Road tax for cars registered from 1 March 2001 to 31 March 2017

The Government first introduced emissions-based vehicle taxation in 2001, when it created tax bands for cars which increased the amount of road tax paid depending on the emissions produced by a car. When the most recent road tax changes took place on 1 April 2017, all cars registered in the previous way had their tax frozen at the following rates:

VED road tax for cars registered 1/3/01-31/3/17 

VED BandCO2 EmissionsAnnual rateFirst year rateAUp to 100 g/km£0£0B101-110 g/km£20£0C111-120 g/km£30£0D121-130 g/km£110£0E131-140 g/km£130£130F141-150 g/km£145£145G151-165 g/km£185£185H166-175 g/km£210£300I176-185 g/km£230£355J186-200 g/km£270£500K*201-225 g/km£295£650L226-255 g/km£500£885MOver 255 g/km£515£1,120

*The Band K rate also applies to cars that were registered before 23 March 2006 and have an emissions figure over 225g/km.

Switchover winners and losers

With the switchover to the new road tax rules in 2017, it created a window of two-tier taxation for cars registered around the time of the change. Go for a used car on a 66 or 17-plate that was registered before 1 April 2017, and the tax rate could be vastly different to a 17-plate car registered shortly after that date.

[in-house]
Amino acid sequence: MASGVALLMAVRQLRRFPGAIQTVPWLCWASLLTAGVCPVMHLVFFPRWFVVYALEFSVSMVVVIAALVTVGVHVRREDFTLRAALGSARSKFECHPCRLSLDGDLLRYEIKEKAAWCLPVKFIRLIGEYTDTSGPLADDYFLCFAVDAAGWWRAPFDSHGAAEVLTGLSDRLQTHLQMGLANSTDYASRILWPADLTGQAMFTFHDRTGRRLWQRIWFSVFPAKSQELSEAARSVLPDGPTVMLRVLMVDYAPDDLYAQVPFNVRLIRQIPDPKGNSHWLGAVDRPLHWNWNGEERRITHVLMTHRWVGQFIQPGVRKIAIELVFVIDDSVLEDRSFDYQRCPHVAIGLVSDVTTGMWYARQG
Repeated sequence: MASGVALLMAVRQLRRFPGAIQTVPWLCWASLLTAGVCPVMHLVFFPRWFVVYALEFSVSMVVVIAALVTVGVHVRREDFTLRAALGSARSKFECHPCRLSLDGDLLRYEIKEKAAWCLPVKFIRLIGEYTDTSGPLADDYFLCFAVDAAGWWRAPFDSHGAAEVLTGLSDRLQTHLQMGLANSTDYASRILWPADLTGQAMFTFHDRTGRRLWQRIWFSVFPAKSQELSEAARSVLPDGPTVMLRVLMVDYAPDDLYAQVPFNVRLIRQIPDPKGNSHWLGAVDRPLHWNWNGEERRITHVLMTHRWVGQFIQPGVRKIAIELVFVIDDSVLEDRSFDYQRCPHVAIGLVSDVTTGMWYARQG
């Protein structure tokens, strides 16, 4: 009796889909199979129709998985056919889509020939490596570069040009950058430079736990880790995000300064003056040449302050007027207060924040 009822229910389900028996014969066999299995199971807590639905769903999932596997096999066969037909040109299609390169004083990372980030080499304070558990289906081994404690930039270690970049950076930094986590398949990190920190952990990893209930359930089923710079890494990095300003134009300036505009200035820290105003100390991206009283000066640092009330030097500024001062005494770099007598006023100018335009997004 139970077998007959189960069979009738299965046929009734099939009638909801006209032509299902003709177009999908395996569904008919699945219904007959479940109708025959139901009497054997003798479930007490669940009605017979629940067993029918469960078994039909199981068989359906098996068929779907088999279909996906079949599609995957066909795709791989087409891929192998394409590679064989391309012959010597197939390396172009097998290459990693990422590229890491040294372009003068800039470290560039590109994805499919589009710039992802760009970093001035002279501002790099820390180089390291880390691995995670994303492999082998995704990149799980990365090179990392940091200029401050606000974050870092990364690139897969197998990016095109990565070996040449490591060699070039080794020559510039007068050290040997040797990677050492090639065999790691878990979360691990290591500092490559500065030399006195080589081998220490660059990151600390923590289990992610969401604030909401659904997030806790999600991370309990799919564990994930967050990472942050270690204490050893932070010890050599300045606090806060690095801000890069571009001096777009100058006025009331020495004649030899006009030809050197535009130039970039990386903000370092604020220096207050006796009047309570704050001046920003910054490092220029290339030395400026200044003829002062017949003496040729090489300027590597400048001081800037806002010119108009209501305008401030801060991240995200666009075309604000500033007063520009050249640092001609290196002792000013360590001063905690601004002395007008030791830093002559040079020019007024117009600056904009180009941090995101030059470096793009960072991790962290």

For example, the Peugeot 208 1.2 PureTech (82) has emissions of 104g/km. If you bought one that was registered before 1 April 2017, then you’ll pay £20 a year in road tax. However, one registered after that date is subject to the £140 rate of tax, meaning a 700% rise in tax costs.

In most instances road tax will be higher on the later car, especially on those with list prices over £40,000, despite the fact both cars will have the same emissions figures. Conversely, there are a handful of models that actually cost less to tax under the newer system. One particular beneficiary is the Ford Mustang 5.0 V8. If you bought one before 1 April 2017, then you’d be paying £515 a year in road tax, thanks to its emissions figure of 299g/km. After 1 April 2017, and thanks to the Mustang’s sub-£40k list price, that drops to £140 a year. However, with the introduction of the facelifted Mustang, Ford raised list prices over the £40k threshold, so it’s less of a bargain than before, although £450 is still less than when it was first put on sale.

These are just two extremes of the change in the system, and canny used car buyers will be able to save themselves a few quid in annual road tax by doing a bit of detective work before buying. Just check the exact emissions figure of the car you’re looking at and use our table above to see how much you’ll pay in road tax, and you could easily reap the benefits by going for a car registered before or after 1 April 2017.

Road tax for cars registered before 1 March 2001